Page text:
As the South Caucasus becomes increasingly involved in the great power competition, and the US-Russia confrontation impacts regional geopolitics, Iran looks for additional ways to secure its national interests. Iran’s top foreign policy priority remains the Middle East, where Tehran seeks to consolidate its power and influence in Iraq, Syria, and Lebanon. However, Iran views the South Caucasus as a significant region where Tehran should continue its presence and prevent anti-Iranian developments.
Iran is concerned with growing Azerbaijan-Israel political, economic, and military cooperation. Israel was one of the biggest weapons suppliers to Azerbaijan before, during, and after the 2020 Nagorno Karabakh war. According to several sources and reports, Israel’s security services actively use Azerbaijan territory for their anti-Iranian activities. Azerbaijan established control over the 130 km. long Nagorno Karabakh-Iran border due to the 2020 war and opened two airports there – Fizuli and Zangelan – located very close to the Azerbaijan-Iran border. Given the absence of population in these territories, the construction of two airports has no other logical explanation than the dual – civilian and military – usage of these airports. The recent visit of the Israeli defense minister to Azerbaijan proved that bilateral military ties, including shipments of modern weapons, continue to develop. Armenia is probably not the only target for Israeli arms.
Iran is also concerned by the ongoing discussions about establishing the so-called “Zangezur corridor” to connect Azerbaijan with Turkey via the Syunik province of Armenia. Iranian experts and some officials have already dubbed this a “Turan corridor,” referring to the Pan-Turkist dreams of establishing a common economic, cultural, and political area spinning from Istanbul to the Kazakhstan–China border. The establishment of the organization of Turkic states in November 2021 raised alarm bells in Tehran as a first tangible step towards creating a “Turanic empire.” The existence of an up to 25 million Azeri-speaking population in Northern Iran, located along the Iran–Azerbaijan border, is another concern for Iran. Tehran believes that Israel and the US seek to trigger separatist movements in that areas and use this as additional leverage to sow instability in Iran.
Not surprisingly, in recent months, high-level Iranian officials made several statements arguing that the change of borders and geopolitical situation in the South Caucasus was a red line for Tehran. Iran is looking for ways to increase its presence in Syunik, and opening a consulate was a step in that direction. The Iranian foreign minister visited Armenia for the opening ceremony and reiterated the Iranian position that any change in borders was unacceptable. Meanwhile, Iran is also concerned by the possible decrease of Russian influence in the South Caucasus due to the shift of Russian focus towards Ukraine. Iran strongly believes that less Russia in the region means more US, regardless of whether the US will be present here through Israel or Turkey. Given the growing Russia–Iran military cooperation amidst the ongoing war in Ukraine and Iran’s full membership in the Shanghai Cooperation Organization, Russia may view Iran as a good option to balance the US involvement in the region via increased Turkish and Israeli presence.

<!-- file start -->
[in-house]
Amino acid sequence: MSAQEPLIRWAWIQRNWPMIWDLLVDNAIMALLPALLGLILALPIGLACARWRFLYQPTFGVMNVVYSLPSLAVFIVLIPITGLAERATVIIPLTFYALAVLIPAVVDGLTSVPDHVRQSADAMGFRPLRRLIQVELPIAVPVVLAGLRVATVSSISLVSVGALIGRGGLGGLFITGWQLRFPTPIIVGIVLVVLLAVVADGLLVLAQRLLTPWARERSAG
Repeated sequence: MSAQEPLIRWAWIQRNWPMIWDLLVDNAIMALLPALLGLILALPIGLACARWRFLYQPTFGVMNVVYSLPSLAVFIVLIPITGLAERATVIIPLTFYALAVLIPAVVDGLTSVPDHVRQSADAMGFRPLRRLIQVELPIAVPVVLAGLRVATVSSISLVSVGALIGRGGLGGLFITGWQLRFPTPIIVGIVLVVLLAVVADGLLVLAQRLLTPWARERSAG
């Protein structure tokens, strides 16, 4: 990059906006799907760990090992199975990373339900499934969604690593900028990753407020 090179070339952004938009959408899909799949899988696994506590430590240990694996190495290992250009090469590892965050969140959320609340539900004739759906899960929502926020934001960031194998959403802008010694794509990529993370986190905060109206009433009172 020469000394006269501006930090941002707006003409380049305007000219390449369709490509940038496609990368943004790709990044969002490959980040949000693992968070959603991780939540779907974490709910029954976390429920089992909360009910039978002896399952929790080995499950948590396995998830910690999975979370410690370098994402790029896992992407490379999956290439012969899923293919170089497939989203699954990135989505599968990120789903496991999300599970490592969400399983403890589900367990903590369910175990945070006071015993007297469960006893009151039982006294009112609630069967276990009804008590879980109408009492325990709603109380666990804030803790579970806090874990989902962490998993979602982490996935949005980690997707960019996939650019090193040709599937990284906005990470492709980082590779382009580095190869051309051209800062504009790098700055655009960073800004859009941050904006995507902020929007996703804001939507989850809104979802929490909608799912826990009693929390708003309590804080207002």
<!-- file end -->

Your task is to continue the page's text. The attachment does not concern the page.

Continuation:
Simultaneously, Iran seeks not to alienate Azerbaijan completely. Tehran needs some influence in Baku, and a complete rupture of relations will deprive Iran of any tools to influence Azerbaijani politics. Azerbaijan may play a significant role in launching the International North-South Transport Corridor, which should connect India with Russia via Iran. The Western route of the corridor passes via Azerbaijan, while the eastern route connects Iran with Russia via Turkmenistan and Kazakhstan.
Iran views the development of its relations with Armenia as an essential tool in its efforts to balance Turkey in the region. In this context, Tehran was concerned about the growing US role in Armenia–Azerbaijan negotiations and the US push to sign the Armenia–Azerbaijan peace agreement by the end of 2022. If the Armenia-Azerbaijan and Armenia-Turkey normalization process results in the withdrawal of Russian peacekeepers from Nagorno Karabakh and Russian military base and border troops from Armenia, it will have multiple geopolitical risks for Iran. In this context, Iran seeks to send clear messages to Armenia that Tehran is concerned by the appearance of foreign forces in the region, hinting that any U-turn in Armenian foreign policy from Russia to the US will automatically make Armenia a hostile nation for Iran. Meanwhile, Iran seeks to foster economic relations with Armenia. During Armenia’s prime minister’s November 1, 2022 visit to Tehran, Armenia and Iran signed an agreement to extend the terms of the “gas for electricity” deal, which envisages the import of Iranian gas to Armenia and the export of electricity to Armenia. According to Iranian officials, Armenia and Iran agreed to a significant increase in the volume of Iranian gas exported to Armenia. The Iranian president spoke about the mutual will to reach the annual 3 billion USD threshold in Armenia–Iran trade.